Current issues of ACP Journal Club are published in Annals of Internal Medicine


Therapeutics

Review: Thiazolidinediones increase congestive heart failure but not cardiovascular deaths in prediabetes or type 2 diabetes

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ACP J Club. 2008 Mar-Apr;148:39. doi:10.7326/ACPJC-2008-148-2-039


Clinical Impact Ratings

GIM/FP/GP: 6 stars

Cardiology: 6 stars

Endocrinology: 6 stars


Source Citation

Lago RM, Singh PP, Nesto RW. Congestive heart failure and cardiovascular death in patients with prediabetes and type 2 diabetes given thiazolidinediones: a meta-analysis of randomised clinical trials. Lancet. 2007;370:1129-36. [PubMed ID: 17905165]


Abstract

Question

In patients with prediabetes or type 2 diabetes, do thiazolidinediones (TZDs) increase the risk for congestive heart failure (CHF) and cardiovascular death?

Methods

Data sources: MEDLINE, EMBASE/Excerpta Medica, Database of Abstracts of Reviews of Effects, and Cochrane Library (1998 to March 2007); hand searches of professional association databases (European Society of Cardiology, American Heart Association, American College of Cardiology, and American Diabetes Association); and reference lists of relevant articles.

Study selection and assessment: English-language, randomized, double-blind, controlled trials (RCTs) of TZDs that reported risk estimates or frequency data for CHF and cardiovascular death. 7 RCTs (n = 20 191, mean age 59 y, 67% men) met the selection criteria: 5 used rosiglitazone (n = 14 491), and 2 used pioglitazone (n = 5700). Study quality assessment included evaluation of selection bias, detection bias, and attrition bias (loss to follow-up).

Outcomes: CHF (investigator-reported or adjudicated CHF requiring hospitalization) and cardiovascular death.

Main results

Meta-analysis of all 7 trials showed that TZDs increased rates of CHF more than placebo or alternative treatment at a mean follow-up of 29.7 months; the groups did not differ for cardiovascular death (Table). Results were consistent for trials of rosiglitazone or pioglitazone (Table).

Conclusion

In patients with prediabetes or type 2 diabetes, thiazolidinediones increase the risk for congestive heart failure but not cardiovascular death.

Source of funding: No external funding.

For correspondence: Dr. R.W. Nesto, Lahey Clinic Medical Center, Burlington, MA, USA. E-mail: richard.w.nesto@lahey.org.


Table. Thiazolidinediones (TZDs) vs placebo or alternative treatment in patients with prediabetes or type 2 diabetes*

Outcomes at mean 29.7 mo Number of trials (n) Treatment Weighted event rates RRI (95% CI) NNH (CI)
CHF 7 (20 191) TZDs 2.3% vs 1.3% 72% (21 to 142) 107 (55 to 367)
5 (14 491) Rosiglitazone 0.9% vs 0.4% 118% (44 to 232) 212 (108 to 569)
2 (5700) Pioglitazone 5.1% vs 3.9% 32% (4 to 68) 81 (38 to 642)
CV death 2 (5700) Pioglitazone 0.5% vs 0.5% 1% (−49 to 101) Not significant
RRR (CI) NNT
7 (20 191) TZDs 0.7% vs 0.7% 7% (−29 to 33) Not significant
5 (14 491) Rosiglitazone 0.7% vs 0.8% 9% (−32 to 37) Not significant

*CHF = congestive heart failure; CV = cardiovascular; other abbreviations defined in Glossary. RRI, RRR, NNH, NNT, and CI calculated from data in article based on a random-effects model.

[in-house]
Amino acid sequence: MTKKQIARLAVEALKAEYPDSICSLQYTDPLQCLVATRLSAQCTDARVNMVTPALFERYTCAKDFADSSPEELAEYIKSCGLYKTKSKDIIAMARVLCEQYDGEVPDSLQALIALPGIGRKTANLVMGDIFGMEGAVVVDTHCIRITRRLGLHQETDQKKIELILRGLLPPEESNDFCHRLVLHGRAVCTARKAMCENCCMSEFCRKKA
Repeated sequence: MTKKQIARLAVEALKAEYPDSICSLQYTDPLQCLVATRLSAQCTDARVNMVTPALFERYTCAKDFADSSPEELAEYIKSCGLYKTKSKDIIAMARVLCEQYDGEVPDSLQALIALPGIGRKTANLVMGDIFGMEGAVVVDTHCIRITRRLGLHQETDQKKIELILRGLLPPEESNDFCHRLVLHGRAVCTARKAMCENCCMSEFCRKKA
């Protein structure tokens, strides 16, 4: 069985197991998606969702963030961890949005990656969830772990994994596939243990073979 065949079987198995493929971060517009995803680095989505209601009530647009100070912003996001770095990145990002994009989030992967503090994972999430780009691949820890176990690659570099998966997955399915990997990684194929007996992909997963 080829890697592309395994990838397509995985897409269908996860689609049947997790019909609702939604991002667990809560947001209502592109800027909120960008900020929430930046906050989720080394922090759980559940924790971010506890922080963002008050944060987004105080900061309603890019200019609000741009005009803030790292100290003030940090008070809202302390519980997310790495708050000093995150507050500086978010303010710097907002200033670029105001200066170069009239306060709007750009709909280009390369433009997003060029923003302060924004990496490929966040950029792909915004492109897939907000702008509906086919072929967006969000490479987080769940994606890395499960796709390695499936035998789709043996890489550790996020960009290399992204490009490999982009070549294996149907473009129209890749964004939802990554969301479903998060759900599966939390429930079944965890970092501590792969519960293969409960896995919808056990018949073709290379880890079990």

Commentary

The meta-analysis by Lago and colleagues is the latest to evaluate benefits and harms of TZDs. The results corroborate previous analyses (1, 2) and show that, as a class, TZDs cause or worsen heart failure. Although the absolute increase in heart failure seems small (number needed to harm = 107), many patients with dysglycemia have other risk factors for heart failure (in addition to diabetes), including older age, hypertension, and coronary or valvular heart disease.

The meta-analysis found no effect of TZDs on cardiovascular mortality; however, caution is advised in interpreting these results. Some limitations should be noted: the small number and short duration of included trials, low event rates, variable (or lack of) adjudication of predefined events, lack of individual patient-level data, and publication bias. Collectively, these limitations preclude quantification of precise event rates, and we must await results of event-driven studies, such as the Rosiglitazone Evaluated for Cardiac Outcomes and Regulation of glycaemia in Diabetes (RECORD) trial.

Given that the treatment groups of most of the TZD trials had 0.5% to 1% absolute improvements in hemoglobin A1c compared with controls, one wonders where all of the expected benefits have gone. Instead, there are adverse events, trends toward harms, and few clinical benefits. Treatments should not only improve glycemia but improve health by preventing macrovascular complications, bettering quality of life, and reducing mortality. Although TZDs lower hemoglobin A1c levels, their clinical benefits have not been borne out. Other options for glucose lowering exist, and these are supported by long-term safety and clinical efficacy data (3). Until better evidence is available, the increased rates of heart failure suggest that TZDs be relegated to second- or third-line agents in those few patients with diabetes who are at low risk for cardiac events or heart failure.

Dean T. Eurich, PhD
Sumit R. Majumdar, MD
University of Alberta
Edmonton, Alberta, Canada


References

1. Erdmann E, Wilcox RG. Weighing up the cardiovascular benefits of thiazolidinedione therapy: the impact of increased risk of heart failure. Eur Heart J. 2008;29:12-20. [PubMed ID: 18167366]

2. Eurich DT, McAlister FA, Blackburn DF, et al. Benefits and harms of antidiabetic agents in patients with diabetes and heart failure: systematic review. BMJ. 2007;335:497. [PubMed ID: 17761999]

3. Bolen S, Feldman L, Vassy J, et al. Systematic review: comparative effectiveness and safety of oral medications for type 2 diabetes mellitus. Ann Intern Med. 2007;147:386-99. [PubMed ID: 17638715]